Focus on existing laws, govt told

Business reporter CLARISSA MOI this week spoke to economist and executive director of the Institute of National Affairs PAUL BARKER about the review of the Mining (Safety) Act 1977.

THE review of the Mining (Safety) Act 1977 and Regulations started under the former Department of Mining did not progress.
Following the restructure of the department, the Department of Mineral Policy and Geohazards Management was tasked to review the Mining (Safety) Act 1977 as part of its 2009-2015 Mineral Policy and Legislative Review exercise.
Regional consultations began last month in the Highlands and Mamose by the Department of Mineral Policy and Geohazards Management and the Mineral Resources Authority.

Paul Barker

This is what Barker said:
“Generally, the Government needs to focus on the application of existing laws, including in the resource sectors, with so much of the country’s policy and legal system already poorly understood and applied weakly or at least deficiently.
“It’s true that many of Papua New Guinea’s laws are outdated and in need of review and update, particularly in the fields where technology is changing fast, such as information communication technology (ICT), but also with new technologies, and also risks associated with mining or oil and gas extractive industries, their power generation and waste disposal.
“With training and administration of legislation of complex laws demanding, it’s clearly more practical to avoid adding to the tasks by changing the ground rules.
“As the old adage goes, unless it’s broken don’t fix it, as you’re more likely to create more substantial disruption for limited gain.
“Nevertheless, the mining industry was changing worldwide, both the technologies and standards, whether for employees, environmental management, benefit sharing, or requirements, for example over transparency (including the extractive industries transparency initiative), and over allowable greenhouse gas and other emissions or offsetting.
“PNG needs to remain internationally competitive if it seeks to retain a place in the global mining industry.
“But global mining requirements, revenue sharing and other fiscal arrangements evolve around the world in response to changing market conditions, shifting demand, political, economic public priorities and conditions to which industry.

OK Tedi Mining’s maintenance workshop superintendent Mek Kelly (left) briefing Prime Minister James Marape and his delegation during a visit to the mine in June. Ok Tedi is 100 per cent owned by the State and landowners.

“But also, the national rules must periodically be adjusted.
“It’s certainly true that Government has to some extent been disappointed by the low tax revenues over recent years from the resource sector, notably in relation to the much great transfers at the start of the decade.
“The industry in PNG faces state-of-the-art new technologies at some mines, and unexpected costs or production setbacks, for example, during major droughts and with need for major reinvestment in some instances.
“Periodic reviews of prevailing policies, laws and regulations are the prerogative of Government, but desirable for the whole sector and the wider community, to ensure they’re attuned to the country’s current needs and priorities, and the conditions prevailing in the sector.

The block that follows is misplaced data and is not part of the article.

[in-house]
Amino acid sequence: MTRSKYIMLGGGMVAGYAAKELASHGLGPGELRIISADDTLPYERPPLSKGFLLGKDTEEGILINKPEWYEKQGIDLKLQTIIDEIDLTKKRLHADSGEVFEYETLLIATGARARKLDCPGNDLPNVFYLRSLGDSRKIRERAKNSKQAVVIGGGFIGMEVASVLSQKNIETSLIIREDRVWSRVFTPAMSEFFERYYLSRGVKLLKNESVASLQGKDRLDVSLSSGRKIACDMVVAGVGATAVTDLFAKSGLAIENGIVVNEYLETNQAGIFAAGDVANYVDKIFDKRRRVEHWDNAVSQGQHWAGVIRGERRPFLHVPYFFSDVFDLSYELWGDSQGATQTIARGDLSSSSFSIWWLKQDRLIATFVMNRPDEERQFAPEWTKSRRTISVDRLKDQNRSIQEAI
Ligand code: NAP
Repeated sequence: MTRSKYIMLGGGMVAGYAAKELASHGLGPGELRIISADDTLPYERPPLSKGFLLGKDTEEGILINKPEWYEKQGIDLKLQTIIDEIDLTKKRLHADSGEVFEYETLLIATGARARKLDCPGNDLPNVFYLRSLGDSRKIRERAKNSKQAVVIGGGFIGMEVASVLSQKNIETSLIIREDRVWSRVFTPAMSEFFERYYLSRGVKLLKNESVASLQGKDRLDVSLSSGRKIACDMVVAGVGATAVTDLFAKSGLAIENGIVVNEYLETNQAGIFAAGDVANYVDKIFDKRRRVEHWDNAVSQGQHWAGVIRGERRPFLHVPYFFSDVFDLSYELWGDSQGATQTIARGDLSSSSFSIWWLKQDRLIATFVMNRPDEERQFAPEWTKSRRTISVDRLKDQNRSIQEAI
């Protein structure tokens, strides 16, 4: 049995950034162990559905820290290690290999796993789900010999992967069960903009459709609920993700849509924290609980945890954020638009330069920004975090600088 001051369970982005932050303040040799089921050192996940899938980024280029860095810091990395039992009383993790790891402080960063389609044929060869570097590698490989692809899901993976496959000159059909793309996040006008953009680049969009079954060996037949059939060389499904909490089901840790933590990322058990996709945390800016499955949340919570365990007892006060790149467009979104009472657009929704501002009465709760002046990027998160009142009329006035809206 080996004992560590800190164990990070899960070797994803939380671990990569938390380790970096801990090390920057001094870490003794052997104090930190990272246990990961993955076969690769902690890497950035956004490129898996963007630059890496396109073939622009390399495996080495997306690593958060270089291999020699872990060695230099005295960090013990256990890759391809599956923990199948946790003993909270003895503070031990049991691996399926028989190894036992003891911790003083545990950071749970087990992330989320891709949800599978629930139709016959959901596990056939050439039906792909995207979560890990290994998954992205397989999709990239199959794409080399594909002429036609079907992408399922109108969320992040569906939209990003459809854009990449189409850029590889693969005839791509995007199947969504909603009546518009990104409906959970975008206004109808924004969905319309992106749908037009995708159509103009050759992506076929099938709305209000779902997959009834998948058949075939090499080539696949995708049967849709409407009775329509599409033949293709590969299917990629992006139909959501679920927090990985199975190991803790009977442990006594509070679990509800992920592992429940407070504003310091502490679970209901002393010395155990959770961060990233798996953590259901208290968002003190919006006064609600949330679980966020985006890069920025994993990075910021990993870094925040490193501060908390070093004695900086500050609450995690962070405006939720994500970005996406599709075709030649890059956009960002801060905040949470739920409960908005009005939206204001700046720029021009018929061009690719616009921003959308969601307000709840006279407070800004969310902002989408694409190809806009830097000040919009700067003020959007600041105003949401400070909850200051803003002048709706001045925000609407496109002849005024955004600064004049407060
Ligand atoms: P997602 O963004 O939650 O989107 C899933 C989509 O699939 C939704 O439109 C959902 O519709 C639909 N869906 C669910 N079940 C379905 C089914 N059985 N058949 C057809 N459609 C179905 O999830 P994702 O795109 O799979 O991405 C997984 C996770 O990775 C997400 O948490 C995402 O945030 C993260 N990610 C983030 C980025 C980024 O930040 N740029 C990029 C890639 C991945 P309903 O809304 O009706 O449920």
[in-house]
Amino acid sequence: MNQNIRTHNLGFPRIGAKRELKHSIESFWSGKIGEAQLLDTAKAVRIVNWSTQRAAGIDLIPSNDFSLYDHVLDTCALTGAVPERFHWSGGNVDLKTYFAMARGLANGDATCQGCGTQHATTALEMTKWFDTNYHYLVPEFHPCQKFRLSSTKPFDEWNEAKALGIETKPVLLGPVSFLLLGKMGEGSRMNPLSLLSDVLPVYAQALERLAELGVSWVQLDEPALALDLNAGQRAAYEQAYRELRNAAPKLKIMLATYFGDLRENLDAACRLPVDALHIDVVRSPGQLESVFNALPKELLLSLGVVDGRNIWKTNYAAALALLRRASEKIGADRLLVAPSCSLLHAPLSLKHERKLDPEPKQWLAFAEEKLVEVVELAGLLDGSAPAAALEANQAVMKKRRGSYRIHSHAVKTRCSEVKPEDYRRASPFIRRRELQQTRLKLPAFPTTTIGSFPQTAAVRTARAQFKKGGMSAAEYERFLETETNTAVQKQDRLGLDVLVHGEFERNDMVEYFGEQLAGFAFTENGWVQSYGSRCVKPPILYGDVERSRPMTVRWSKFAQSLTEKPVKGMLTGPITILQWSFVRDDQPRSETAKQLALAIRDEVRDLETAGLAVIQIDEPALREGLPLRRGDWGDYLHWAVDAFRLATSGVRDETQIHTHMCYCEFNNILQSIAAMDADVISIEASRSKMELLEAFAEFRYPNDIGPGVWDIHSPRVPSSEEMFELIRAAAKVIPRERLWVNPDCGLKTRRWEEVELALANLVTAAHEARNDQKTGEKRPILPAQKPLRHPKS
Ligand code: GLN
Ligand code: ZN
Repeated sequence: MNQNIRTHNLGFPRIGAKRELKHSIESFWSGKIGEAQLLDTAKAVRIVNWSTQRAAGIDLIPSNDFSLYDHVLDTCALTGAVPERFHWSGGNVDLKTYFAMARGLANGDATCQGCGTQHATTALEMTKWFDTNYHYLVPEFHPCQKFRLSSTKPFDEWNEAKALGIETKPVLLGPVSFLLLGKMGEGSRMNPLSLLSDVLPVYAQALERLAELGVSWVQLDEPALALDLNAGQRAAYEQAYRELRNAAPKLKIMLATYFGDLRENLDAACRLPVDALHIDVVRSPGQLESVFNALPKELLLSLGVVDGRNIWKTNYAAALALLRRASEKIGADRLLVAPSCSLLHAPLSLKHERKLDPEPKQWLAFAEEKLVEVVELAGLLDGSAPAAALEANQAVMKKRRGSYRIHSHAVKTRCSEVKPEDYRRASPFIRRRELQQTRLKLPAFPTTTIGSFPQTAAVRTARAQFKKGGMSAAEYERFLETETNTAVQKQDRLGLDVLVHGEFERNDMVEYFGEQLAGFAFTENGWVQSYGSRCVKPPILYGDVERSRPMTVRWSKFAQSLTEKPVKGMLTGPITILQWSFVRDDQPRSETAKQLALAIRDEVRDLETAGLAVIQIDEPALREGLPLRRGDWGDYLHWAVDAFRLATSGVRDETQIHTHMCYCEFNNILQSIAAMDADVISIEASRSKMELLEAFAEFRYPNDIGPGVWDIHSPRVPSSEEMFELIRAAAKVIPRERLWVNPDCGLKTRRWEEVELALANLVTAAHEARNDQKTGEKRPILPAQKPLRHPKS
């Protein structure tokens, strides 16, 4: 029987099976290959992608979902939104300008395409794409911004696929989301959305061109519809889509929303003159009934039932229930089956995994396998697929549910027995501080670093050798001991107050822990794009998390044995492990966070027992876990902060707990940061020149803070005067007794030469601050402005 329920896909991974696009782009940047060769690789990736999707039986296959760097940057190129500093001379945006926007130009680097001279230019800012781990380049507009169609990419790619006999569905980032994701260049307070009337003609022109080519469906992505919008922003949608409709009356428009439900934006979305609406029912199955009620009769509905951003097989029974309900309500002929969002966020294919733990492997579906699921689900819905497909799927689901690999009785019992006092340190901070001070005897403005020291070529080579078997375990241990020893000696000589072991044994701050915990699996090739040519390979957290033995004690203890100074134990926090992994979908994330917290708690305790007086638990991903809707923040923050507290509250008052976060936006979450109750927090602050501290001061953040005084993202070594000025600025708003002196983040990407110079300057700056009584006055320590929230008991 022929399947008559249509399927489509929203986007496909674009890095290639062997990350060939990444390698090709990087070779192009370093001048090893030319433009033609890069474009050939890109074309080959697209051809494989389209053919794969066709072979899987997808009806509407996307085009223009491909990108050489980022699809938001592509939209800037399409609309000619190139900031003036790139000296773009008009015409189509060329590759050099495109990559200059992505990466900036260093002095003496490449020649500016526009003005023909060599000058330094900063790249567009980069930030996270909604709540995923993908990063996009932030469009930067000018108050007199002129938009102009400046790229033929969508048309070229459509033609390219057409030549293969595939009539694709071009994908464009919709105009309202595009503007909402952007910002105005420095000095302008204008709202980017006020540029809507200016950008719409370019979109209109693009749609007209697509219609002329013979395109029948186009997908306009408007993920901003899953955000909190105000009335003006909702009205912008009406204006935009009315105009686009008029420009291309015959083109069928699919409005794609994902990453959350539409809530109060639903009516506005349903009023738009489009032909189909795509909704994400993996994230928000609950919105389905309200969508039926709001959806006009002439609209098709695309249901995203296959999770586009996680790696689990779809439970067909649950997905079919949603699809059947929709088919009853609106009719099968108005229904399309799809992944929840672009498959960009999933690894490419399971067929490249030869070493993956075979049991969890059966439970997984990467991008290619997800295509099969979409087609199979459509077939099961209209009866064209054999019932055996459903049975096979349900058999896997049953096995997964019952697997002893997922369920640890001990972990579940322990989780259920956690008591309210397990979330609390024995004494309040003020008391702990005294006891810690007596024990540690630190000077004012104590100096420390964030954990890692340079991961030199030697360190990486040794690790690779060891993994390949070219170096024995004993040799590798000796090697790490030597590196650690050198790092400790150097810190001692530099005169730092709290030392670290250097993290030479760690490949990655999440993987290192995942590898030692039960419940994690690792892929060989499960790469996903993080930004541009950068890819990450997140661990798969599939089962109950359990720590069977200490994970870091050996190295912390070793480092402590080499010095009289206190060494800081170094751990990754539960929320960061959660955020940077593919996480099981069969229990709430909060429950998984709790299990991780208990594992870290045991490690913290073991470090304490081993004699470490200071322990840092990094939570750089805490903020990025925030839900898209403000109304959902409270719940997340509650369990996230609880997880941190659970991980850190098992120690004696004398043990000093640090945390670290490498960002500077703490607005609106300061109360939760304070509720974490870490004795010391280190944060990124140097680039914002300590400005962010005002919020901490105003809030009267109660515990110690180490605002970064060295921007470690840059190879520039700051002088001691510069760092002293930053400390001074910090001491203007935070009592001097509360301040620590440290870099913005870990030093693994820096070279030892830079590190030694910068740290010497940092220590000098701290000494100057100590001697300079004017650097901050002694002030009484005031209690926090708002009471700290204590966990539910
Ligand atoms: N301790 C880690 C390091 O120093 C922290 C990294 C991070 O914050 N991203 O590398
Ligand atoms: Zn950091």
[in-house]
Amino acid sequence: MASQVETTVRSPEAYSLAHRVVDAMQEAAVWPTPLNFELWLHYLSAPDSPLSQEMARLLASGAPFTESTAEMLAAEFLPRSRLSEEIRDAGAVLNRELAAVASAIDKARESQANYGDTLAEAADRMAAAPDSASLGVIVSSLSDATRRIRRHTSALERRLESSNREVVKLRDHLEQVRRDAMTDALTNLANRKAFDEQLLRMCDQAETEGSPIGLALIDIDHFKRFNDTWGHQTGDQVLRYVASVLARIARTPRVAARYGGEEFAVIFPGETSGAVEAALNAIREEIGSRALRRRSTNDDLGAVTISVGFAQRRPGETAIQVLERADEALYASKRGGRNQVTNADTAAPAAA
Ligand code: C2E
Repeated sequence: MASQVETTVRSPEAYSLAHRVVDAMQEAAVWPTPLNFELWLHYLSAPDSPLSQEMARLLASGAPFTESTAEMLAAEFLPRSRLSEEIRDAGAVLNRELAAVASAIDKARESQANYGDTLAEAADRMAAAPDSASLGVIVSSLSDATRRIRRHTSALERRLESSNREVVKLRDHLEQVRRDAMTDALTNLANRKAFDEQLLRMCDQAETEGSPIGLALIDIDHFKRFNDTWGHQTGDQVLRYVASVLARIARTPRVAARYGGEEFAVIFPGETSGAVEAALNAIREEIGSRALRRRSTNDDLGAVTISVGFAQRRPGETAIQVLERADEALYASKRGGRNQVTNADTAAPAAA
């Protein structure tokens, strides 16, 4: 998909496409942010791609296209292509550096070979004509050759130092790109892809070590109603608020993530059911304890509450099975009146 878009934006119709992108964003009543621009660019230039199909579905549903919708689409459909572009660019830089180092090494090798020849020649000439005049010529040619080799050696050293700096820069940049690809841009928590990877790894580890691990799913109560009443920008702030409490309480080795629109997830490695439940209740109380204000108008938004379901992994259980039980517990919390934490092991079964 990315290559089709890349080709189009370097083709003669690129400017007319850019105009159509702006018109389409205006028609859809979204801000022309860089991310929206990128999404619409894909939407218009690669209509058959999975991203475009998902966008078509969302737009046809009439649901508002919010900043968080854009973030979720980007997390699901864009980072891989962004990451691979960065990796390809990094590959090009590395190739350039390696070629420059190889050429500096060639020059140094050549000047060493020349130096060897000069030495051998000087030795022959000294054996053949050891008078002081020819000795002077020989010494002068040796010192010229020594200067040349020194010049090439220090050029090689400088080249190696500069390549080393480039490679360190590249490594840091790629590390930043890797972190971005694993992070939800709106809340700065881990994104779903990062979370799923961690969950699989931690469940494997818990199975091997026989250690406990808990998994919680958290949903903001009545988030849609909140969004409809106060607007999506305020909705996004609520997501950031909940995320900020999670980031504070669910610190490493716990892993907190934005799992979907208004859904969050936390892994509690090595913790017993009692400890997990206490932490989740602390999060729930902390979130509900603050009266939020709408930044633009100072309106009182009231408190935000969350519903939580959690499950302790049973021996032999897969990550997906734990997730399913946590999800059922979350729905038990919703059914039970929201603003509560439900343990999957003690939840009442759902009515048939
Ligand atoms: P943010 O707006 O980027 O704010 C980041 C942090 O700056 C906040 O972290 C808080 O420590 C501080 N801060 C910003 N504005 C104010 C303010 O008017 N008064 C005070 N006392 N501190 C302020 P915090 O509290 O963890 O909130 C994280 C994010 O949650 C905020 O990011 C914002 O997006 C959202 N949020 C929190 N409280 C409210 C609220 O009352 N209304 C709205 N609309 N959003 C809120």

“Such reviews require not only professional inputs, but the full engagement of all the stakeholders, including industry participants, affected landowners and wider civil society, social and environmental interests, as well as government.
“At the end of the day, of course, it is the prerogative of the Government, on behalf of the people of the country, whether or what sort of mining and other extractive industries they want.
“In countries such as Costa Rica in Central America, for example, who had chosen to avoid that route, and not to have mining or logging as part of their economy, and to focus on sustainable industries.
“That’s not so readily an option for all other resource rich countries, where the mining sector can certainly contribute needed export earnings and revenue for the State to be able to perform its core functions of delivering needed public goods to the community, including enabling wider access to economic opportunities, and providing some level of jobs, directly and indirectly through contractors and spin-off activities.
“It’s really a case of Papua New Guinea needing to determine what it wants out of the sector, and clearly there’s a need to be more selective in assessing the costs and benefits, and determining the standards and cut offs.
“There are standard global guidelines on sound and unsound investment rules for resource projects.
“If the State is expected to provide extensive concessions, and there’s a long delay in receiving revenue, or the risks fall unduly on the State, or the State is expected to put up upfront capital to secure revenue from the utilisation of its resource, these would suggest that such projects are not providing a net gain to the country.
“And if the environmental impacts or risks are excessive upon whole river systems or marine habitats and their inhabitants, then again the State should clearly be ready to reject the project, or set firm verifiable standards and controls.
“It must be a partnership between the government, industry and the wider community.
“But the Government must ultimately set the rules clearly, and then apply them and have the capacity to do so, with the rules then applied transparently and consistently.
“And not leaving the companies in any state of uncertainty, with periodic chipping and changing of those rules thereafter.
“If one wants major international capital investment, which can be attracted elsewhere, one needs to ensure that PNG’s investment conditions are competitive, reliable and that the State honours its obligations once agreed.”